In recent years, more and more companies are using chatbots to give users access to data and services in written form.
Stereotypes based on gender differences are already built into the creation of this type of artificial intelligence. The frequent use of female gender in artificial intelligence has led to accusations of encouraging the objectification of women.
A study conducted in 2019 in Germany proves that over 76% of chatbots are given female characteristics at the design stage. Their identity is revealed by the name they have, distinctive features in their avatars such as hair ribbons, and the language they use.
They are already built in when making this type of artificial intelligence. The frequent use of female gender in artificial intelligence has led to accusations of encouraging the objectification of women.
The situation in Bulgaria
To investigate how gender-specific cues are implemented in the design of chatbots in Bulgaria, 11 chatbots freely accessible through the websites of companies operating in Bulgaria as of the end of March 2023 were examined. Focus was placed on three parameters – whether the name of the chatbot indicates gender, what the avatar looks like, as well as whether the description gives hints about gender. Considering the research carried out in Germany, it was assumed that most of the chatbots on the Bulgarian market have female names, avatars and descriptions.
In Bulgaria, chatbots – virtual assistants that respond to customer inquiries through text messages, operate mostly on service sites. The chatbots examined are from the telecommunications, banking, insurance, courier services and consumer pet goods industries. Of the 11 chatbots studied, 7 have female names, 1 male and 4 neutral. Three of them have female avatars, 2 have avatars but without gender markers, and 6 have no avatar at all. In addition, 4 speak with feminine pronouns and/or have feminine descriptions, 1 speaks with masculine pronouns, and the remaining 6 express themselves gender neutrally. For example, A1 Bulgaria’s chatbot Ava has a female name, but when communicating, it does not use pronouns that suggest gender. Unlike Ava, UBB’s Kate asks users “What can I do to help?” revealing gender (when said in Bulgarian).
From the analysis, it is clear that 72.72% of chatbots have gender characteristics, 45% of them have pronouns or gender descriptions, 27% have avatars with gender characteristics. 18% of chatbots analyzed have all three types of gender-revealing characteristics. Again, 18% are neutral and do not reveal gender characteristics. The results give reason to conclude that 63% of chatbots exhibit female characteristics. Gender biases are particularly visible in the design of chatbots for customer service and sales applications.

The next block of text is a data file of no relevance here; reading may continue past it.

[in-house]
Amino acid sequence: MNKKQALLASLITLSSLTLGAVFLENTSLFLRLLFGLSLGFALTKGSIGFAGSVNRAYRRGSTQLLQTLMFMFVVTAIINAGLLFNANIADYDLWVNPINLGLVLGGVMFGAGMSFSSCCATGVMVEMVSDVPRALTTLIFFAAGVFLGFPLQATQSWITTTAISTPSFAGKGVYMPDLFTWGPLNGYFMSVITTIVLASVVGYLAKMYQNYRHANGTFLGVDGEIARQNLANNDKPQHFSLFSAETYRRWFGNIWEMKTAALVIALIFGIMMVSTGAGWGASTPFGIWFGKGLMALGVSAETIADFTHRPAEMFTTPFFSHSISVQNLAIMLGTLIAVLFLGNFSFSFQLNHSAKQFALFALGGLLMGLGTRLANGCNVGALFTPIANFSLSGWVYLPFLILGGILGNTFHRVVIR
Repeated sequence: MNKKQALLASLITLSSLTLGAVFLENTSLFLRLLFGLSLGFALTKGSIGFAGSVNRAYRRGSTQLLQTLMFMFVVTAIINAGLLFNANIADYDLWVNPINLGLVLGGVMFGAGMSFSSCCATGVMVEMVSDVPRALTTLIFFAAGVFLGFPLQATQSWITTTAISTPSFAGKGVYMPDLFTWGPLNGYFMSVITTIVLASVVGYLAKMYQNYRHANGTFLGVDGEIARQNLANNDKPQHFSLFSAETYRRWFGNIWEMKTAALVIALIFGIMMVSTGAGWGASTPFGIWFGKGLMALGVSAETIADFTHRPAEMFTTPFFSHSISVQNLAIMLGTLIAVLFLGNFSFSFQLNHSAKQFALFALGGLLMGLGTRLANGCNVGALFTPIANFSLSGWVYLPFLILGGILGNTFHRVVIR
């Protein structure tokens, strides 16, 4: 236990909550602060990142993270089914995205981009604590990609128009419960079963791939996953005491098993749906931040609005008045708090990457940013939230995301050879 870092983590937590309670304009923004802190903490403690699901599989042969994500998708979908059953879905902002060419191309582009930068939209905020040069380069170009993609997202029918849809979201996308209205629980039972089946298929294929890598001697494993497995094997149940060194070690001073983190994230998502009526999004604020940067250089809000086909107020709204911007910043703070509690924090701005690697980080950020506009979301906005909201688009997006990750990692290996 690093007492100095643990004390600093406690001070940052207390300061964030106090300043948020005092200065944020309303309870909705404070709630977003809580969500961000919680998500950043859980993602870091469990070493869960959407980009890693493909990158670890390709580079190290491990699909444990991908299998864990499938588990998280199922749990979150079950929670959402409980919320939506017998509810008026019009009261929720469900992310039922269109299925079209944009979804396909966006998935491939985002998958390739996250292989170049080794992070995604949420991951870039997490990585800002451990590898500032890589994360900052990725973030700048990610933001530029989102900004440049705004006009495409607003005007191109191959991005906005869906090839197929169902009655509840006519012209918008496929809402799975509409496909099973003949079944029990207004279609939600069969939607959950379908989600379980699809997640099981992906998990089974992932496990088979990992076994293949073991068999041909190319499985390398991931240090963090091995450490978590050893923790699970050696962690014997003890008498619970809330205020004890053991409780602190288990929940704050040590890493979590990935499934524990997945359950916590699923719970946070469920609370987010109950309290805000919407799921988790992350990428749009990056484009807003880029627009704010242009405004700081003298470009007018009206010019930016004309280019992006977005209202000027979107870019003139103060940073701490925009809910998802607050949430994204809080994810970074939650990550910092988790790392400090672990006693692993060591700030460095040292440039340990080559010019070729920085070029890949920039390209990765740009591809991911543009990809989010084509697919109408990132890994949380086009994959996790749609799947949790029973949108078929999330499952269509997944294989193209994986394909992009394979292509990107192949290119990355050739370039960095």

The topic of artificial intelligence and the stereotypes of the creators of the technologies embedded in applications such as chatbots is new for Bulgaria. With the introduction of this technology, there is a gender bias on the websites of companies in the service sector, as chatbots display characteristics, have avatars and use pronouns that are mostly female. This confirms the stereotype that women’s role is to serve and help men. Eradicating bias and discrimination from AI requires diverse teams to work on the applications designs. A possible option is for companies to eliminate the default male or female gender option and offer a neutral virtual assistant.
*The text is part of a scientific report “Chatbots with female names – gender stereotyping and gender bias in artificial intelligence” by the author, published in the proceedings of the XV International Scientific International Scientific Conference on “e-Management and e-Communications”, organized by Technical University – Sofia between June 25th and 29th, 2023.